'Legally married' and 'religiously married' got a divorce but they still kept the same name. That is when the word marriage was redefined. At the time, the religious may have been upset that couples could be declared 'married' without the church but it was accepted and understood that although, in their eyes, those marriages were not religiously valid, they appeared otherwise tolerable enough to 'pose' as married. Now enter gay marriage. How can two members of the same sex 'pose' as married? They can't, atleast not in the religious definition of marriage. The word 'Marriage' has been redefined for quite some time now and gay marriage simply forces us to finally accept that reality. But it is just a word. The religious concept of marriage still holds true for us that are religious and I think we just need to finally accept that we lost exclusivity to the word "marriage" a long time ago. For all practical purposes, the word marriage is now synonymous with civil union. When gays are married, understand that they are not being married per the original definition. They are simply engaging in a civil union that has nothing to do religiously with the original concept of marriage except the name. If they want to use the name so bad, let them use it. It's just a word and we still know the true meaning.
The gay marraige debate is the first salvo fired by the far right in a campaign to reinstate a medieval civilization in the Western World.
Once this has been achieved the next marraige debate will be whether marraige should only be considered legal
between ONE man and ONE woman vs." a man and a woman."
Look for plenty of so-called data once again to document the harmful effect divorce has on the children from "broken" homes and dire warnings about how harmful divorce will be for these children...and we can't be endorsing child abuse or remain silent while these children are being sacrificed! It is scary and it is true.
The silent middle who have stayed on the sidelines in this debate better get on board because they are the next targets.
Hopefully you will join us now and defeat the encroaching medievalism, before it is too late
Or the future may see a new Crusades
I am a gay male, and to be fair I do appreciate Blankenhorn's values. If we did have a society in which every mother and father who brought a child into the world cared for and loved that child such would be ideal. We are far from an idel. I am wondering what his thoughts on straight marriage in which children of only one party is a natural parent? Also, his tee-shirt, with the "my father's name is 'Donor,'" print, I am certain is not funny to many gays, and my straight roommate wants one for her baby because of problems with the father. I do agree with his idea of strengthening marriage as a pro child institution. I wish he spoke more of what an ideal module would look like which also upheld the constitutional decree to extend equal protection under the law to gay families.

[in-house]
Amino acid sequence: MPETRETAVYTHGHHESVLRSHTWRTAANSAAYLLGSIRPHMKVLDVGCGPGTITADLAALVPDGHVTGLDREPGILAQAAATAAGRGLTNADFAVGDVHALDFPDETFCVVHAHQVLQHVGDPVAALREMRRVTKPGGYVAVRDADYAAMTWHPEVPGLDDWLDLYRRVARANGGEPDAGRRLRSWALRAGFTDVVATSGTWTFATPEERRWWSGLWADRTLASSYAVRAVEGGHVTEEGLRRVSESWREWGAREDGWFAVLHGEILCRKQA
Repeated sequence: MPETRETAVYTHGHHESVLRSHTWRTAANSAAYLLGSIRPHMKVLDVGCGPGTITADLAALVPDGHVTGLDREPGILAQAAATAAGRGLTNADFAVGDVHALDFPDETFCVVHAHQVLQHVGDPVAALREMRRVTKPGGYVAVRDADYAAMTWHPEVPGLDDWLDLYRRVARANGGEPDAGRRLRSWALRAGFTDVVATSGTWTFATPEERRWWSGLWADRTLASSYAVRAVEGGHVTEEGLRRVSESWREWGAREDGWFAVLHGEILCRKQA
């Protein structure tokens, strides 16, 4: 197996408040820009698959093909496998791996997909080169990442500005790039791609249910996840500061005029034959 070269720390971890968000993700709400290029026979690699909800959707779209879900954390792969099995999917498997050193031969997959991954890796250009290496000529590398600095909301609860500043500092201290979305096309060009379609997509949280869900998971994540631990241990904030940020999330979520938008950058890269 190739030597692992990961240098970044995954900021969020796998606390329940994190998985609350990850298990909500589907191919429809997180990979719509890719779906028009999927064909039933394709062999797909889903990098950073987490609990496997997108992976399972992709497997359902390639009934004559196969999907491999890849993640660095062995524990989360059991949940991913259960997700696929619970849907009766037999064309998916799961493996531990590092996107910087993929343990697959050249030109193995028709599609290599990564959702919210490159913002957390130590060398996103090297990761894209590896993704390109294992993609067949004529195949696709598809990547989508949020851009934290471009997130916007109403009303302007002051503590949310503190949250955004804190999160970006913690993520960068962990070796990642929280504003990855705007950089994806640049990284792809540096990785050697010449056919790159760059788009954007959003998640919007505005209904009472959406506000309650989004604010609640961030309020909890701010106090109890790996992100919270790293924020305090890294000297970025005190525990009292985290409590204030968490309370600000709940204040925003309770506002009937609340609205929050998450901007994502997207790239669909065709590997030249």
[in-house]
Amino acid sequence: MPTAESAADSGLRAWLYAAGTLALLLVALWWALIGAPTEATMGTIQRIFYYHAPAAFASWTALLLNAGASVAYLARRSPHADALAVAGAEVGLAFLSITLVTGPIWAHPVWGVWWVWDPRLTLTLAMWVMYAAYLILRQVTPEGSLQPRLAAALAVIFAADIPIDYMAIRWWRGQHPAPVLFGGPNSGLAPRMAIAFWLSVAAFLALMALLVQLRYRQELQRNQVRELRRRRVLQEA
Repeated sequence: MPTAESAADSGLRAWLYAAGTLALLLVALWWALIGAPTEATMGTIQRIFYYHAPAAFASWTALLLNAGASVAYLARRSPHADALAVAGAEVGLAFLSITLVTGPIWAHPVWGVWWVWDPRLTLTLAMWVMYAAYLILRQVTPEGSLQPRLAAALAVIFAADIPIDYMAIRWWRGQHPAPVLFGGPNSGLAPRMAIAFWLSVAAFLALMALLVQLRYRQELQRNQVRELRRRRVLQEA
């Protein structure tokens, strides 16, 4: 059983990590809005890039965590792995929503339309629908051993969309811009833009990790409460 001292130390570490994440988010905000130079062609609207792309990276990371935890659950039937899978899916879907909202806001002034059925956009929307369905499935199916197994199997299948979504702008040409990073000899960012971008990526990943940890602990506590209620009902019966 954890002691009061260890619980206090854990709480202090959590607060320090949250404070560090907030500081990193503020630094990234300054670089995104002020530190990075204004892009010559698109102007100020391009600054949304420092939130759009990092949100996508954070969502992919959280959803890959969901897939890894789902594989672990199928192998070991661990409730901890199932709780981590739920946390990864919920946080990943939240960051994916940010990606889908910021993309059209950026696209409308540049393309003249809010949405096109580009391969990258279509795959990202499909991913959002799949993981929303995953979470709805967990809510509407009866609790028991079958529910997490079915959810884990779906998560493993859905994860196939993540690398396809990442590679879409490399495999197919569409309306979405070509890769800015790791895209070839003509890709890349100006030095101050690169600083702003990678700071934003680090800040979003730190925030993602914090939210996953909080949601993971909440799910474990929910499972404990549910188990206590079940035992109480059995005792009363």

He is very intelligence, I wish he would put his energy into finding more solutions to divorce, education and child abuse which is more harmful to children than having two parents of the same gender.
I'm still waiting for someone to make any compelling, logical, historically accurate argument against gay marriage. Is there anyone out there capable of doing so? If there is, I wish they would be invited to participate in these kinds of debates.
If marrige is about raising children and the primary reason for denying gay couples the right to marry is procreation, then why do sterile heterosexual couples have the right to marry? A woman with Turner's Syndrome has the right to marry a man, and she will probably not produce offspring. That argument seems like a thinly veiled attempt to justify biological prejudices.
The problem is that he's arguing for a conception of marriage that isn't true for modern legal unions.
The trouble here is, the arguments made by Blankenhorn are based solely on his perspective as a Christian rather than what is a Civil Rights issue. It boils down to this statement made by Thomas Jefferson, "Bear in mind this sacred principle, that though the will of the majority is in all cases to prevail, that will, to be rightful, must be reasonable; that the minority possess their equal rights, which equal laws must protect, and to violate would be oppression." --Thomas Jefferson: 1st Inaugural, 1801. ME 3:318
We are a nation of equal laws. We are a Secular society, the Middle East is sectarian, not a model we should follow. We are a nation with Separation of Church and State for the obvious reason that we are a melting pot and as those who lived during the Bible Riots of Philadelphia learned, even those who agree on the same belief, have different tenets. We are a land of individuals who look out for the collective good of the UNITED States of America. And if we are in any way based on Christianity, the basic message is to live and let live, love thy neighbor as thyself and do unto others as you would have them do unto you. EVERY founder said we cannot expect a right we are not willing to extend.